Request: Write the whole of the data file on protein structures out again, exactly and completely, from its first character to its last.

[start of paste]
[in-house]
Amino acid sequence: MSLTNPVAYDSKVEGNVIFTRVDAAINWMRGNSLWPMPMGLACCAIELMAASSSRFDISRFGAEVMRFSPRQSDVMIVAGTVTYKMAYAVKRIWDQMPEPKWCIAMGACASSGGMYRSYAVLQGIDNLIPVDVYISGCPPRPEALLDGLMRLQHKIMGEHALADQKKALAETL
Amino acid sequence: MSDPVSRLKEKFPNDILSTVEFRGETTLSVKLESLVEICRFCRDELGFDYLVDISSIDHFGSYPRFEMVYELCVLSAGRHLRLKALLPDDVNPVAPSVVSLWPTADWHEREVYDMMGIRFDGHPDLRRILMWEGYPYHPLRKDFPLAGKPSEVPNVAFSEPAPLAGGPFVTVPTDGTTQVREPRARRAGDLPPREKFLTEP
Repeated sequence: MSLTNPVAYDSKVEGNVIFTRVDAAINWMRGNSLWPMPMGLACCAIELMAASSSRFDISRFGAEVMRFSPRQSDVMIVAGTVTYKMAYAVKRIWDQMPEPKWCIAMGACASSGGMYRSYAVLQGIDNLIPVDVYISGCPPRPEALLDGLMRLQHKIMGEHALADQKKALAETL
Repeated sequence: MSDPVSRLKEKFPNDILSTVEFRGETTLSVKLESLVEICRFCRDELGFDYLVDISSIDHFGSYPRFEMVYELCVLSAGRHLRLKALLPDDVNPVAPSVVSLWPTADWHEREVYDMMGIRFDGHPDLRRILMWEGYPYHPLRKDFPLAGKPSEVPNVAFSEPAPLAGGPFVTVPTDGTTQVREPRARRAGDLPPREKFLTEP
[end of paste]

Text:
[in-house]
Amino acid sequence: MSLTNPVAYDSKVEGNVIFTRVDAAINWMRGNSLWPMPMGLACCAIELMAASSSRFDISRFGAEVMRFSPRQSDVMIVAGTVTYKMAYAVKRIWDQMPEPKWCIAMGACASSGGMYRSYAVLQGIDNLIPVDVYISGCPPRPEALLDGLMRLQHKIMGEHALADQKKALAETL
Amino acid sequence: MSDPVSRLKEKFPNDILSTVEFRGETTLSVKLESLVEICRFCRDELGFDYLVDISSIDHFGSYPRFEMVYELCVLSAGRHLRLKALLPDDVNPVAPSVVSLWPTADWHEREVYDMMGIRFDGHPDLRRILMWEGYPYHPLRKDFPLAGKPSEVPNVAFSEPAPLAGGPFVTVPTDGTTQVREPRARRAGDLPPREKFLTEP
Repeated sequence: MSLTNPVAYDSKVEGNVIFTRVDAAINWMRGNSLWPMPMGLACCAIELMAASSSRFDISRFGAEVMRFSPRQSDVMIVAGTVTYKMAYAVKRIWDQMPEPKWCIAMGACASSGGMYRSYAVLQGIDNLIPVDVYISGCPPRPEALLDGLMRLQHKIMGEHALADQKKALAETL
Repeated sequence: MSDPVSRLKEKFPNDILSTVEFRGETTLSVKLESLVEICRFCRDELGFDYLVDISSIDHFGSYPRFEMVYELCVLSAGRHLRLKALLPDDVNPVAPSVVSLWPTADWHEREVYDMMGIRFDGHPDLRRILMWEGYPYHPLRKDFPLAGKPSEVPNVAFSEPAPLAGGPFVTVPTDGTTQVREPRARRAGDLPPREKFLTEP